Figures 1

and 2. Figure 1. The implants introrally with healing abutments. Figure 2. Radiographic view of mouth after implant insertion.

Figures 1

and 2. Figure 1. The implants introrally with healing abutments. Figure 2. Radiographic view of mouth after implant insertion.

Figures 3–5. Figure 3. Try-in of the individual bar. Figure 4. The metal framework and bar. Figure 5. The finished denture.

Figures 3–5. Figure 3. Try-in of the individual bar. Figure 4. The metal framework and bar. Figure 5. The finished denture.

The bar try-in was passive and well fitting (Figure 4), so the denture was finished and delivered to the patient (Figures 5 and 6). The patient was very satisfied with the result.

Figures 6–8. Figure 6. The denture in place. Figure 7. Radiographic view after 6 months. Figure 8. Radiographic view after 12 months.

Figures 6–8. Figure 6. The denture in place. Figure 7. Radiographic view after 6 months. Figure 8. Radiographic view after 12 months.

The follow-up controls in the 6th (Figure 7) and 12th months (Figure 8) after denture insertion showed clinically and radiologically in comparison to the beginning situation a stable situation around the implants. Clinical measurements at control sessions included plaque score, gingival index, sulcus bleeding, and pocket probing depth. In addition, the occlusion, retention, and stability of the dentures were examined. The implants were evaluated following the success criteria of Albrektsson.15 Mesial and distal marginal bone levels were measured on panoramic radiographies.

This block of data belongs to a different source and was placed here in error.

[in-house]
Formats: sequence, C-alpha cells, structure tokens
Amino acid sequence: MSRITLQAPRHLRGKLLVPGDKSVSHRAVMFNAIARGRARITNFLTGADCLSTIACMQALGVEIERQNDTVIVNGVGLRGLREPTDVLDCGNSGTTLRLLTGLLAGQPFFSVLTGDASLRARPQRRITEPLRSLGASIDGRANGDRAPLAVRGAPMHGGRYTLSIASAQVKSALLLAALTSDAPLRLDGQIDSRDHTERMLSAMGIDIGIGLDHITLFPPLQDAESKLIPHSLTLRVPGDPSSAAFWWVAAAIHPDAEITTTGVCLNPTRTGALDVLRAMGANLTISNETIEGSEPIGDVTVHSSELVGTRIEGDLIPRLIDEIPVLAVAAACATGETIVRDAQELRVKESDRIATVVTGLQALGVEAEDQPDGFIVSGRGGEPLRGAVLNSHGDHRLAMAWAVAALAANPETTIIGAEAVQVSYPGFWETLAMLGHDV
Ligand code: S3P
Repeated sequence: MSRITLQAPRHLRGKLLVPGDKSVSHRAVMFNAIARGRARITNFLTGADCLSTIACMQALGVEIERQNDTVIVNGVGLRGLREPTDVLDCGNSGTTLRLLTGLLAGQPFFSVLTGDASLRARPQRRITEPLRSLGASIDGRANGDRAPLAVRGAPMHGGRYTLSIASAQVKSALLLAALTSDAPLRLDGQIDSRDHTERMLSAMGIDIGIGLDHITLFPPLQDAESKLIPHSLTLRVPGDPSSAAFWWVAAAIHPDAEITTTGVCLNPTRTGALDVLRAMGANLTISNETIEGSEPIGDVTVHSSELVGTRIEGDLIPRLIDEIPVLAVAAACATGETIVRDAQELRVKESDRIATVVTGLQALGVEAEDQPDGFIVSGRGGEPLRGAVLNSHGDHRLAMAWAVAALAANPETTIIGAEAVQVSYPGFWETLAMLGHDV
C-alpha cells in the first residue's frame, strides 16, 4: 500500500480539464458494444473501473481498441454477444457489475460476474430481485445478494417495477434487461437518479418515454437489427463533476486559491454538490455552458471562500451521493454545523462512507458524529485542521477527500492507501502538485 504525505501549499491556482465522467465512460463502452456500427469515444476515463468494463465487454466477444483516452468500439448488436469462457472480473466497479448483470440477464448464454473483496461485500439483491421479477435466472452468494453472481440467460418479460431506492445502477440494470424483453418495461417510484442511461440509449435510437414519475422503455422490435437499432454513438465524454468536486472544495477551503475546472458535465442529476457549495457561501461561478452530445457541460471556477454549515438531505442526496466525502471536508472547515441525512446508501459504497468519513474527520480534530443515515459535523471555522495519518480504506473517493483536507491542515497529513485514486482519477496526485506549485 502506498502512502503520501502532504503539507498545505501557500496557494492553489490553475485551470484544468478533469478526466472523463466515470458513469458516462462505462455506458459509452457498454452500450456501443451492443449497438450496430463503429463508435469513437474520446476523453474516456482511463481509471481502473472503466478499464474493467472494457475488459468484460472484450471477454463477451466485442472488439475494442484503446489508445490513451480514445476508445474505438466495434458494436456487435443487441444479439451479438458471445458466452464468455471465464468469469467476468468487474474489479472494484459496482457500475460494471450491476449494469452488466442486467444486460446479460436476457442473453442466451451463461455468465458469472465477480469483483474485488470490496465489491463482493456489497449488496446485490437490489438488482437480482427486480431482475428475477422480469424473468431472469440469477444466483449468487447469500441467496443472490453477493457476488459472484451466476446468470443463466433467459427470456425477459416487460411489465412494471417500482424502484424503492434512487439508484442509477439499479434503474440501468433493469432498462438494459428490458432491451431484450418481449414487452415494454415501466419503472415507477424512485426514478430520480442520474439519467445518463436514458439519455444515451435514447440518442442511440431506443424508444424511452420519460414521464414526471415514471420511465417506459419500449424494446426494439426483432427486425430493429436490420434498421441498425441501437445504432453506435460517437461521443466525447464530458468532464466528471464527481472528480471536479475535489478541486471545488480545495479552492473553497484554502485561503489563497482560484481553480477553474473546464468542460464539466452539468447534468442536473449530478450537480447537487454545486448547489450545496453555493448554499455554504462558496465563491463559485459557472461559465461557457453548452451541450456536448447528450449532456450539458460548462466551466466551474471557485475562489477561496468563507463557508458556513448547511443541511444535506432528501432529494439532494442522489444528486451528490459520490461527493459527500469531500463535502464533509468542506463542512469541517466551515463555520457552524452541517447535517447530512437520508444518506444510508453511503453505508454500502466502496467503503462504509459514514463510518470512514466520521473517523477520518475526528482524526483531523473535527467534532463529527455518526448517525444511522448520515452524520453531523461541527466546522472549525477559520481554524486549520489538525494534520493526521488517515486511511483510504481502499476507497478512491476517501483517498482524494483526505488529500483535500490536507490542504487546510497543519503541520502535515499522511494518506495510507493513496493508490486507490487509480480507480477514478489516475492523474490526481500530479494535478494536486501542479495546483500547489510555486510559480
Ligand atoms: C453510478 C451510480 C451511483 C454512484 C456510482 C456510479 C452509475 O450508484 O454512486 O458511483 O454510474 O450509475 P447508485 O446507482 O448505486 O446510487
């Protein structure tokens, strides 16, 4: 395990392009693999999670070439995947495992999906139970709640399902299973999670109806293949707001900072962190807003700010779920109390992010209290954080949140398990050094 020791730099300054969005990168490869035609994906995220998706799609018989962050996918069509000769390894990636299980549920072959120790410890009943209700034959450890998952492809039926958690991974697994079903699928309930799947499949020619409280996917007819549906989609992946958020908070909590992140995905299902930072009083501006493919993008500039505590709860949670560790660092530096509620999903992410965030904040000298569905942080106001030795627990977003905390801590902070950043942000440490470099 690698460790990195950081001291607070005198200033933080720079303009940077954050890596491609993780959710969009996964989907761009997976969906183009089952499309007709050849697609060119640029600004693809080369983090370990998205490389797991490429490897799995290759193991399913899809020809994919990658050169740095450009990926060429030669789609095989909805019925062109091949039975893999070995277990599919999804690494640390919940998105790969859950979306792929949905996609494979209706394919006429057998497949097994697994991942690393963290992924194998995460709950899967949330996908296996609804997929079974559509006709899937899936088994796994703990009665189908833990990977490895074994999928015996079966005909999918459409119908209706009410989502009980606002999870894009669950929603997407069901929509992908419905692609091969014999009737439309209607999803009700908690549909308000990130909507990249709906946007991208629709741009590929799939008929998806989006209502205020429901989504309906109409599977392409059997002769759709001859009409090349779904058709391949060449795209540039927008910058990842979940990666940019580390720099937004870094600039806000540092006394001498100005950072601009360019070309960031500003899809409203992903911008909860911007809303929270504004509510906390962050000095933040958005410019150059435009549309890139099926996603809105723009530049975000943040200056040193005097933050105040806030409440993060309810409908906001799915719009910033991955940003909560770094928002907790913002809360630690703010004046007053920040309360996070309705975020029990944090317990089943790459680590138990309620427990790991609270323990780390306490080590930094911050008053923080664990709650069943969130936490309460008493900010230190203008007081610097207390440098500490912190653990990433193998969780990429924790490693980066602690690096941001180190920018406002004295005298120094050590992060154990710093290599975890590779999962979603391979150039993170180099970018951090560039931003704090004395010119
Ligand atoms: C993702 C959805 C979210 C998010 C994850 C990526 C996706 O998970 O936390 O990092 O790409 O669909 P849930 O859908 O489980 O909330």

Discussion

Severely resorbed jaws provided with overdentures were reported as the most demanding cases.16 The reduction or elimination of palatal coverage with maxillary implant–supported overdentures may be perceived as advantageous to patients by providing greater comfort through reduction of tissue coverage.17 The Marius bridge is a complete-arch, double-structure prosthesis for maxillae that is removable by the patient for oral hygiene. Satisfactory medium-term results of survival and patient satisfaction show that the Marius bridge can be recommended for implant dentistry. The technique may reduce the need for grafting because it allows for longer implants to be placed with improved bone anchorage and prostheses support.18 Overdentures supported and retained by endosteal implants depend on mechanical components to provide retention. In general, an implant is loaded via axial and horizontal forces, but sometimes moment loading can also occur.19 The clinician may be able to make empirical decisions on attachment selection, depending on the amount of retention desired and the specific clinical situation,20 but the force transfer to the implants should always be respected.